• In addition, if the two kinds of monomers are mixed with each other, a polyamide acid that is a precursor shown in the middle of FIG. 2 is produced. Therefore, the dehydration condensation occurs by means of heat treatment (heating) of the precursor, and a polyimide shown in the bottom of FIG. 2 is synthesized. In the case that the polyimide film 1 is formed in such a manner that the aforementioned precursor is formed, for example, in a solution, the precursor solution is applied to a surface of the wafer W and then a heat treatment is performed, since the precursor is buried in the concave portion 10, the conducting portion 13 cannot be formed in subsequent processes.
  • On the other hand, in a sequence polymerization method of the present disclosure, the polyimide film 1 having the excellent uniformity in the film thickness (excellent burial characteristics into the concave portion 10) can be formed, as described in detail below. First, the configuration of a vertical type heat treatment apparatus used in the sequence polymerization method will be described with reference to FIGS. 4 and 5.
  • The vertical type heat treatment apparatus, as shown in FIG. 3, has a wafer boat 31 for loading wafers W in a shelf form, a reaction tube (processing chamber) 32 for accommodating the wafer boat 31 therein and performing film forming processing on each wafer W. A heating furnace main body 34 having a heater 33 disposed on an inner wall thereof is mounted outside the reaction tube 32. In FIG. 3, reference numeral 35 designates a support portion for supporting the reaction tube 32 and the heating furnace main body 34 from a lower side.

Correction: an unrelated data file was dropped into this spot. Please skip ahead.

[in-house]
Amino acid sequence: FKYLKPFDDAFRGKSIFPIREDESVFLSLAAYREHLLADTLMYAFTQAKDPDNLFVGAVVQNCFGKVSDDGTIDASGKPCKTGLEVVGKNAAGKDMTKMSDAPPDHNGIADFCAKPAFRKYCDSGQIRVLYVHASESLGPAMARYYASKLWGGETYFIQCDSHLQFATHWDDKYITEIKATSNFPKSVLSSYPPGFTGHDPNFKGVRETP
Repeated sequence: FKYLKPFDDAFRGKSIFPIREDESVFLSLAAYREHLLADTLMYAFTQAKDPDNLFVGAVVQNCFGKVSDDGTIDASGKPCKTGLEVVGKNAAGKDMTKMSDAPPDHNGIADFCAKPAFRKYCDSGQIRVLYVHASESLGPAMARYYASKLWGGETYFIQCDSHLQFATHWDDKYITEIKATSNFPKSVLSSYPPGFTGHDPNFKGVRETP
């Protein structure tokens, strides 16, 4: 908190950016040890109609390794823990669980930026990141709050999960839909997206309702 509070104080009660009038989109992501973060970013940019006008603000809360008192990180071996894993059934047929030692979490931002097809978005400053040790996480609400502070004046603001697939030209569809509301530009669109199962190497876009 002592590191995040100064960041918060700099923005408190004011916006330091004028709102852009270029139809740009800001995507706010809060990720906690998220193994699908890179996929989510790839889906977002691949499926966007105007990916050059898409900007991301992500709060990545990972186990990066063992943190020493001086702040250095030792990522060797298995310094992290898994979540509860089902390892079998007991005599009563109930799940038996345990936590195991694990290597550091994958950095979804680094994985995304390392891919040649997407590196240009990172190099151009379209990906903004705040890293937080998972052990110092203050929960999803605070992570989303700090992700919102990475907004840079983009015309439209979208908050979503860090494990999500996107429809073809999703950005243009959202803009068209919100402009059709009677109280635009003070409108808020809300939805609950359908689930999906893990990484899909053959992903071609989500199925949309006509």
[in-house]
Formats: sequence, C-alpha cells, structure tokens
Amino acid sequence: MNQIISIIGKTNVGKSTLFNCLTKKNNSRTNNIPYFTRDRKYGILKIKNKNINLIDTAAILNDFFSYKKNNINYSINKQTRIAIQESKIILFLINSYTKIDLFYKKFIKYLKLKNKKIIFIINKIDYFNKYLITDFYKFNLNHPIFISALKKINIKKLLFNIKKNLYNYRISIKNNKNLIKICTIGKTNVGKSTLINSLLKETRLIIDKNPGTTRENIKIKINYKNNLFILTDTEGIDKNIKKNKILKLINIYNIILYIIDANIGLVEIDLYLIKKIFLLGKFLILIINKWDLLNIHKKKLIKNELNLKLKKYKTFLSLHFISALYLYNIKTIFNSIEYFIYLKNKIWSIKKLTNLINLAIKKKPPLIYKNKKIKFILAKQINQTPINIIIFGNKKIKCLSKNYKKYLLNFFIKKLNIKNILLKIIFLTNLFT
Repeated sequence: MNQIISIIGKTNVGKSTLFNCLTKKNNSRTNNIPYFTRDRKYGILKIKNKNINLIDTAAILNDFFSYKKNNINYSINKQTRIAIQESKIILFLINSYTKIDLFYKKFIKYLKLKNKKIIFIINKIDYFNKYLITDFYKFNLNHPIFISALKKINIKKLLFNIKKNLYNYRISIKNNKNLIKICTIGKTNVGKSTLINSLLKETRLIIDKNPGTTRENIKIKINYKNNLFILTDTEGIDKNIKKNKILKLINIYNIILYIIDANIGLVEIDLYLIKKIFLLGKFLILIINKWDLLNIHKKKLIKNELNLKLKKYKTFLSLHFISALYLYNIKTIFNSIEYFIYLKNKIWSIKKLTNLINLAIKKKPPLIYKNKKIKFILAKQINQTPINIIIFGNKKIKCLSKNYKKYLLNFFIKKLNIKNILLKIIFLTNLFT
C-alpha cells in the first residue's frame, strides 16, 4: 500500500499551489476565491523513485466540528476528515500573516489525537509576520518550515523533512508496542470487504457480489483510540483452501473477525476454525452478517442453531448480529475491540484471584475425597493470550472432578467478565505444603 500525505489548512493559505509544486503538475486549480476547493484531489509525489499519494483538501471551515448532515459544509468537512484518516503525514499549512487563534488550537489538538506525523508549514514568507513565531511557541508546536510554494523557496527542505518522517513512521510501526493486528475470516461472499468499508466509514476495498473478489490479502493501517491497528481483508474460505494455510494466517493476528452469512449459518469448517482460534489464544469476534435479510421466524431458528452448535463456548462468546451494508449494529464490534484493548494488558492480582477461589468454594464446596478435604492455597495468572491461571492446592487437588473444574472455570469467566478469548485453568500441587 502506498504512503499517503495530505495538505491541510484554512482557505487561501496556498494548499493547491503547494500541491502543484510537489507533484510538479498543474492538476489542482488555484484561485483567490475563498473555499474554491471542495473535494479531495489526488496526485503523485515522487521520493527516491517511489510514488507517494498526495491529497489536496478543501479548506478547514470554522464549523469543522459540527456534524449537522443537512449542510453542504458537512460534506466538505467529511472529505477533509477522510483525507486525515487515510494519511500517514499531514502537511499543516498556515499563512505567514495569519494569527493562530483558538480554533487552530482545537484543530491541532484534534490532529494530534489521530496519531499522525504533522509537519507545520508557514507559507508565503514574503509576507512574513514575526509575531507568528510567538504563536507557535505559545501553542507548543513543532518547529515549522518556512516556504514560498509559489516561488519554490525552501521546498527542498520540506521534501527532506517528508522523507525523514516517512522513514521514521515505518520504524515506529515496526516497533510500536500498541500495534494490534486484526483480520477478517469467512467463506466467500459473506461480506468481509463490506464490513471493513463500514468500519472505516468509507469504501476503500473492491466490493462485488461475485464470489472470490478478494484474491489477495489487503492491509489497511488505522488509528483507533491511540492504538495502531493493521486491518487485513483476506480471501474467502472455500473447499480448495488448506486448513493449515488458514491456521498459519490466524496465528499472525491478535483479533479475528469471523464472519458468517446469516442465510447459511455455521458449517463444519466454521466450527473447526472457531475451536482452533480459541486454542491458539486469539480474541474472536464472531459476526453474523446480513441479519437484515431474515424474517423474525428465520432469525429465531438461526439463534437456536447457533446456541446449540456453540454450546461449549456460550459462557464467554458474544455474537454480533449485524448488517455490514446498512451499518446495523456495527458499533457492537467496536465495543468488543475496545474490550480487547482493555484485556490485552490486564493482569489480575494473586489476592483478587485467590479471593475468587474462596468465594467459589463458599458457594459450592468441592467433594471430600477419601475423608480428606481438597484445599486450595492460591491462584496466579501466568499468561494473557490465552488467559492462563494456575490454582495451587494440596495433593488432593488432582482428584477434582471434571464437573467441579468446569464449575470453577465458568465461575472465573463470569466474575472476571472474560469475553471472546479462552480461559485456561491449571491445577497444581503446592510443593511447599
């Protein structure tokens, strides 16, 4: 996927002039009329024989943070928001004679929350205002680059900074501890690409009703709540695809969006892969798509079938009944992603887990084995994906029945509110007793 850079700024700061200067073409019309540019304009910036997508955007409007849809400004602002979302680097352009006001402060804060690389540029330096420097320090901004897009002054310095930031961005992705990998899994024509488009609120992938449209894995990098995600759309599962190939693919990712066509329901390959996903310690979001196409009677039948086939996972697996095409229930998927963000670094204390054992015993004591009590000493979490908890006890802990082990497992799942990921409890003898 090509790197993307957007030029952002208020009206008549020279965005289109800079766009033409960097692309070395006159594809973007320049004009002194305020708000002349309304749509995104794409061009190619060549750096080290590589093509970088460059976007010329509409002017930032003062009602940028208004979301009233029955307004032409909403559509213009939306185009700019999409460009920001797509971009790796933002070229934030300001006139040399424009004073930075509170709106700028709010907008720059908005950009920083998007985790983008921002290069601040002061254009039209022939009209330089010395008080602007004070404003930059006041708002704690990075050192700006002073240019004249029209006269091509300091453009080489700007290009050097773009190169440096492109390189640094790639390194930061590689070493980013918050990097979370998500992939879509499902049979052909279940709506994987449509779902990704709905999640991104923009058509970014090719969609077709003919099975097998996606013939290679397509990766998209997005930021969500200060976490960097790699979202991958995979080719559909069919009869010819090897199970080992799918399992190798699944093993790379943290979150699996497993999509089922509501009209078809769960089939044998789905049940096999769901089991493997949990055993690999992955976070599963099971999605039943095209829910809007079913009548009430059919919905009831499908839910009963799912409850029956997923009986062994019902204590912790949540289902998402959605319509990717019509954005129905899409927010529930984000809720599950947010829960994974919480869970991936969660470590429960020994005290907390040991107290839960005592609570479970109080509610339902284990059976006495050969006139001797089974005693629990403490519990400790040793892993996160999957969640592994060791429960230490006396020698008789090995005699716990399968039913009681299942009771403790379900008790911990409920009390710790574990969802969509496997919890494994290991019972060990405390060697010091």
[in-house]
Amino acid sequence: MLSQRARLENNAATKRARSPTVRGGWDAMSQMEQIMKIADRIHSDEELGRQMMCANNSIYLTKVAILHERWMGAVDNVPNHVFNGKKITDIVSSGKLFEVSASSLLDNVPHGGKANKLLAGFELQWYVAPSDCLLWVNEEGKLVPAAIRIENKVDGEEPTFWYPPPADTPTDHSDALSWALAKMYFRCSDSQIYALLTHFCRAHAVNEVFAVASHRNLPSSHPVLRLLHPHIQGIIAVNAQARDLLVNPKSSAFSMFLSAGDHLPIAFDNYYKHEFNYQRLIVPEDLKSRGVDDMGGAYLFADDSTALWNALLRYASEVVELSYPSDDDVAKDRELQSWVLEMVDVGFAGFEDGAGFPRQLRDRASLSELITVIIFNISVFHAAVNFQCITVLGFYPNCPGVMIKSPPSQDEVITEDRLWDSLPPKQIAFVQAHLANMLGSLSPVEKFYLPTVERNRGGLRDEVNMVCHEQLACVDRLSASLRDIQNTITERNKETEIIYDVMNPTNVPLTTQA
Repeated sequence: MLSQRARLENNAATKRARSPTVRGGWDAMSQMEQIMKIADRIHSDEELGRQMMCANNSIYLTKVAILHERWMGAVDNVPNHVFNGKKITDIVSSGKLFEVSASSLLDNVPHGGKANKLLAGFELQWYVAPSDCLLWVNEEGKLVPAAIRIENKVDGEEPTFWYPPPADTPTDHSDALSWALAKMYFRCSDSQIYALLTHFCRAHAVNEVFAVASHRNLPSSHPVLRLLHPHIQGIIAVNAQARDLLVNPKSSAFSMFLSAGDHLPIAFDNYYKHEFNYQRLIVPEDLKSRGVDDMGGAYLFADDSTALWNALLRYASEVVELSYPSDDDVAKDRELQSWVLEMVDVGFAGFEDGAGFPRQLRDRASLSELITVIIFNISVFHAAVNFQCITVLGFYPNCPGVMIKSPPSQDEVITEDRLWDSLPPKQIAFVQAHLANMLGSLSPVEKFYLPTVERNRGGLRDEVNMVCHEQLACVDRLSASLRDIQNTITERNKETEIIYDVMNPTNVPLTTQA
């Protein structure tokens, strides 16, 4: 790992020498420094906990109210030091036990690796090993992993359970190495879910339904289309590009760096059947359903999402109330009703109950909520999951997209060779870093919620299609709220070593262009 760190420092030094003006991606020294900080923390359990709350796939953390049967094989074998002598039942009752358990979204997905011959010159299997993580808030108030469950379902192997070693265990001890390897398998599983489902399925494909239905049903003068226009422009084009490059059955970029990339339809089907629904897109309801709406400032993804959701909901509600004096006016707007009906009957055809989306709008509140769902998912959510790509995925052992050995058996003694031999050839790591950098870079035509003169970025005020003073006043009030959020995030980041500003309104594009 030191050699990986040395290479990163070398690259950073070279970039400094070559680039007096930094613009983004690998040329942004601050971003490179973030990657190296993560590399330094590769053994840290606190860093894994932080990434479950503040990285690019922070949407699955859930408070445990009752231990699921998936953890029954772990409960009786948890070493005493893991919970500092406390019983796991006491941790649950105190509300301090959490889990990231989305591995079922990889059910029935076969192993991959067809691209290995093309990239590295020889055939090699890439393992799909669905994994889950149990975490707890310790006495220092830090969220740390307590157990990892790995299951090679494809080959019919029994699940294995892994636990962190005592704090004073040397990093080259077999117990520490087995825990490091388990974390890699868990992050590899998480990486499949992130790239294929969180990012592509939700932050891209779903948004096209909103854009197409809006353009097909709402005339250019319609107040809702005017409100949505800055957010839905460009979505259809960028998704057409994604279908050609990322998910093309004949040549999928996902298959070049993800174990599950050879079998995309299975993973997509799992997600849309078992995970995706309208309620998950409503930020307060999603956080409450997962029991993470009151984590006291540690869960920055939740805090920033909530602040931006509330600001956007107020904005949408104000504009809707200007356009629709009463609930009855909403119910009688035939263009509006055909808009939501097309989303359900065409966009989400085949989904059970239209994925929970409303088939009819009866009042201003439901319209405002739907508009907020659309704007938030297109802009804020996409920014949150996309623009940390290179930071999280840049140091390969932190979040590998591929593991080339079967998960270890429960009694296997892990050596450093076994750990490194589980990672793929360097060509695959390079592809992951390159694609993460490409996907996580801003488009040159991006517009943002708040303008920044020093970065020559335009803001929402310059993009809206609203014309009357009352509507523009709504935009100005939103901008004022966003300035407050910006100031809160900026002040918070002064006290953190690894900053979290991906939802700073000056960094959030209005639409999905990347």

• The reaction tube 32, in this example, has a double tube structure of an outer tube 32 a and an inner tube 32 b accommodated inside the outer tube 32 a, and a gas injector 36 formed to extend along the lengthwise direction of the inner tube 32 b is accommodated inside the inner tube 32 b. A plurality of slit-shaped openings 37 extending in the lengthwise direction of the inner tube 32 b are vertically formed in a lateral side of the inner tube 32 b so as to face the gas injector 36. In FIG. 3, reference numeral 38 designates a substantially cylindrical flange portion configured to support the outer and inner tubes 32 a and 32 b from the lower side and to air-tightly seal the ring-shaped region between the lower end surfaces of the outer and inner tubes 32 a and 32 b.
  • An exhaust opening 39 is formed in a sidewall of the flange portion 38 so as to communicate with the region between the outer and inner tubes 32 a and 32 b, and a vacuum pump 43 is connected to an evacuation path 40, which extends from the exhaust opening 39, through a removing device 41, which is a trap for removing solid materials or the like produced in the reaction tube 32, and a pressure control unit 42, such as a butterfly valve. In FIG. 3, reference numerals 44 and 45 respectively designate a cover, which air-tightly seals an opening end of the inner tube 32 b, and a heat insulator. In FIG. 3, reference numeral 46 designates a rotating mechanism such as a motor for rotating the wafer boat 31 and heat insulator 45 about the vertical axis.